Norwegian deposit could cover up to 30 percent of Europe’s rare earth demand.
Rare Earths Norway and Austria’s Montanuniversität Leoben are partnering to develop a mining concept for Norway’s Fen rare earth deposit. According to estimates, the reserve in the southeastern region of Telemark could supply 20 to 30 percent of Europe’s demand for rare earths by 2030. Geological studies (PDF) speak of possibly the largest deposit of the critical raw material in continental Europe. It contains considerable quantities of neodymium and praseodymium, which are in demand primarily as permanent magnets for electric motors and wind turbines.
In developing the mine, Rare Earths Norway and Montanuniversität Leoben say they are placing great emphasis on sustainability, the highest safety standards and the lowest possible surface impact. Rare Earths Norway was founded in 2016 specifically to develop the Fen deposit and is supported by the European Raw Materials Alliance ERMA, among others.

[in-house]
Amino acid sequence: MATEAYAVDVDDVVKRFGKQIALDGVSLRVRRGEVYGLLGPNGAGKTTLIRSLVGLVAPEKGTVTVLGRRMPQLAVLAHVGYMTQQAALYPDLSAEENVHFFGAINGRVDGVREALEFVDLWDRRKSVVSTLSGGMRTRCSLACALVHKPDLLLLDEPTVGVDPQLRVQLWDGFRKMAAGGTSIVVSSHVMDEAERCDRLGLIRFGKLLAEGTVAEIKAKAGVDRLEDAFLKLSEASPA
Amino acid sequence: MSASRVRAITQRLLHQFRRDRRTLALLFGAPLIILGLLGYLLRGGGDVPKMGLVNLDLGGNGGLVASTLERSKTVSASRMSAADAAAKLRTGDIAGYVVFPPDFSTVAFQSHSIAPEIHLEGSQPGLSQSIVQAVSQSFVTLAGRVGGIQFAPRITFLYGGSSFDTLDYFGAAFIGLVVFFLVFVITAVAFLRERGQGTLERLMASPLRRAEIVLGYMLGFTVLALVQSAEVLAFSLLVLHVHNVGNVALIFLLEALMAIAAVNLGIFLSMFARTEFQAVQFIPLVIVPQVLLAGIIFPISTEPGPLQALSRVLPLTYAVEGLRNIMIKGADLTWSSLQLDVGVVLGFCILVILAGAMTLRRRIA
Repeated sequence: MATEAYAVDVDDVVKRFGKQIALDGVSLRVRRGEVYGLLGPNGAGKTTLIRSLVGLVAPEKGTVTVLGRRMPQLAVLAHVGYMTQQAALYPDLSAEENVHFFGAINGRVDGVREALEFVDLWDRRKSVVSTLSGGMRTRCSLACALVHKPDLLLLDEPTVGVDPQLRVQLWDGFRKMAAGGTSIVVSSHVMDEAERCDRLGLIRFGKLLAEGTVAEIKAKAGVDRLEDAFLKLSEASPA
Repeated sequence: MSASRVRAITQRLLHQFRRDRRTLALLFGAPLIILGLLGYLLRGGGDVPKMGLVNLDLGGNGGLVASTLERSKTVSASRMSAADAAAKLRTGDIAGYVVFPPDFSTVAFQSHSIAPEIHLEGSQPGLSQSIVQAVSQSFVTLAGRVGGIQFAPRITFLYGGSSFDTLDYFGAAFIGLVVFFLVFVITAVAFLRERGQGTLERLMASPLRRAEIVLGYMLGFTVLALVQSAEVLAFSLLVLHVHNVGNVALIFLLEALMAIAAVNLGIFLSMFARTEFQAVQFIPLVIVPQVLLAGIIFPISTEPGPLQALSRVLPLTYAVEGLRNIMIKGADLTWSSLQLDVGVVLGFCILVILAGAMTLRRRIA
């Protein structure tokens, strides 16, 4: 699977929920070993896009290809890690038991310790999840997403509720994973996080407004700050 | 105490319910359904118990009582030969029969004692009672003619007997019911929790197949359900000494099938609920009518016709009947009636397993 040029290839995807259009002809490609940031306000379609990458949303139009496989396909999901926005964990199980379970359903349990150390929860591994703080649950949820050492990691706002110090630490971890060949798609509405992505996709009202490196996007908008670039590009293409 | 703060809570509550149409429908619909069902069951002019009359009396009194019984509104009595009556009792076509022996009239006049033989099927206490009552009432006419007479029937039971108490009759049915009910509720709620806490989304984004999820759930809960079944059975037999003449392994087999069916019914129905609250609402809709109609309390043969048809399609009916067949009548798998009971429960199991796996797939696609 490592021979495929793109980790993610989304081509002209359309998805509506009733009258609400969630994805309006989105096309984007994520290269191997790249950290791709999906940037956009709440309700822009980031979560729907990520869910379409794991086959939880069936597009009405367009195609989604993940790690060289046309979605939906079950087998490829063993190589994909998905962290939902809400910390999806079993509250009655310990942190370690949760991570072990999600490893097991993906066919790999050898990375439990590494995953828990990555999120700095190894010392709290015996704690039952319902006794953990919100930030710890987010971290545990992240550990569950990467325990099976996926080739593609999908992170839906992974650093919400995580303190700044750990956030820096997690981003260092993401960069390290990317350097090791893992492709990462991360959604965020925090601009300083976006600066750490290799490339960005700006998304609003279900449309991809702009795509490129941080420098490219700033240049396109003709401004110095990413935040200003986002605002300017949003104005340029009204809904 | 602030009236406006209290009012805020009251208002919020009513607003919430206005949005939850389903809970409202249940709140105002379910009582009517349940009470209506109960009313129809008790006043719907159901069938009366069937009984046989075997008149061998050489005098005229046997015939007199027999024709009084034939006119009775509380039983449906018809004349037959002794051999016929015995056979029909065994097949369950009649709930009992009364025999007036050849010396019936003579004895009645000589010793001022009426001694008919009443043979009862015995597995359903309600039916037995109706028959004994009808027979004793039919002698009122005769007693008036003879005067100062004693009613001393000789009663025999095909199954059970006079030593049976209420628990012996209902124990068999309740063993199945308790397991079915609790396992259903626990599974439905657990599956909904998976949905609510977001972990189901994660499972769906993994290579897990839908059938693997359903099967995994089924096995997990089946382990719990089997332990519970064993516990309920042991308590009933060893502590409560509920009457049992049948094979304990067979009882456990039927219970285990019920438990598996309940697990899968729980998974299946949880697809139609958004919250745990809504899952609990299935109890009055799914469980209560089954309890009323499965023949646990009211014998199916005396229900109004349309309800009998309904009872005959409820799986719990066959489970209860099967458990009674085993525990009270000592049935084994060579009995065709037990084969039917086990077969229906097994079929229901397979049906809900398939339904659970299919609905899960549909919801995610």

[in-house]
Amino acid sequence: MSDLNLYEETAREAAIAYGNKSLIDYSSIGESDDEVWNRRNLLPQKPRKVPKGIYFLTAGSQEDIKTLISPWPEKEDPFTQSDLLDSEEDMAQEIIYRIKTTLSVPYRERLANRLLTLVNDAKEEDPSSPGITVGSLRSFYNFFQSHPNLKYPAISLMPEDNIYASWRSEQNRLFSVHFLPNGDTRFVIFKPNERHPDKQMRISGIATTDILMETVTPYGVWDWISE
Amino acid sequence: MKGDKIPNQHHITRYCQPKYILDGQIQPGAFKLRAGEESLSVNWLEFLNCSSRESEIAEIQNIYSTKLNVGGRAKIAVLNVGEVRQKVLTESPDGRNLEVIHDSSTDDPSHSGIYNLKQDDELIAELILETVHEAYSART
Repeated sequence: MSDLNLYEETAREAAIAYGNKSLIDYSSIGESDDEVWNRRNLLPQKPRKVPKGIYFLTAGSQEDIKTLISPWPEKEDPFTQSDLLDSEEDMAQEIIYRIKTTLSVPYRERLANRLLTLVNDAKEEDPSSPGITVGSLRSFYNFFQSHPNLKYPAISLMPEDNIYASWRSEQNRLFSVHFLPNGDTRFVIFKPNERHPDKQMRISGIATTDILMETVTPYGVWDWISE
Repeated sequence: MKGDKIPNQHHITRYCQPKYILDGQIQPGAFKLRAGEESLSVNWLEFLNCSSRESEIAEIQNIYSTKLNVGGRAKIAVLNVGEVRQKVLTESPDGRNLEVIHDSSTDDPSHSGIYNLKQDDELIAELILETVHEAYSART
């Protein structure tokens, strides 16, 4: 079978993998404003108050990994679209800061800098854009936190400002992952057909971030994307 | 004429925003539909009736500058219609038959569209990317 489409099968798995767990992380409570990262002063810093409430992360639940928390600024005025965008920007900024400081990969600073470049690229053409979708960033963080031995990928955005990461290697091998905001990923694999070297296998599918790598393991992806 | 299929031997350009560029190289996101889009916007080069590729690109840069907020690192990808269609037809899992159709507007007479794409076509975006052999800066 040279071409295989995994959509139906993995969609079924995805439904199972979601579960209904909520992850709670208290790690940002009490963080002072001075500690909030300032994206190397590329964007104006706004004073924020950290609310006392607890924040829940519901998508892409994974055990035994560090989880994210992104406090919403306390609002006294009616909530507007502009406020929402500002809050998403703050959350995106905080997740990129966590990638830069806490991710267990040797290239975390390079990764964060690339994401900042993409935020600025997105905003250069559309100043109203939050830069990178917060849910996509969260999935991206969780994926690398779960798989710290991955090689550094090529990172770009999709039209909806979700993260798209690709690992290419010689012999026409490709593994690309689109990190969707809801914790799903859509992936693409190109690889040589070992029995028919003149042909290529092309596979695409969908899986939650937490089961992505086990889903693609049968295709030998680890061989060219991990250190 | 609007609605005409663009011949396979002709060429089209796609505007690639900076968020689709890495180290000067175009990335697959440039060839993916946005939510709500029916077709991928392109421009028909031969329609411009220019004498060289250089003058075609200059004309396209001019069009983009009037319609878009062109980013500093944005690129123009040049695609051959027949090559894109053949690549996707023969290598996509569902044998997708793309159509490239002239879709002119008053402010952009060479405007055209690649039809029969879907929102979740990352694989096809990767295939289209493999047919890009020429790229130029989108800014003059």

Increasingly, Northern Europe’s importance to a future European rare earths value chain is crystallizing. In recent weeks, the announcement of a huge deposit near the northern Swedish town of Kiruna has made headlines around the world. Promising reserves also exist in Norway and Finland. However, as we reported, experience shows that it takes years or even decades before a deposit becomes a mine, as commissioning involves lengthy exploration and planning and approval procedures.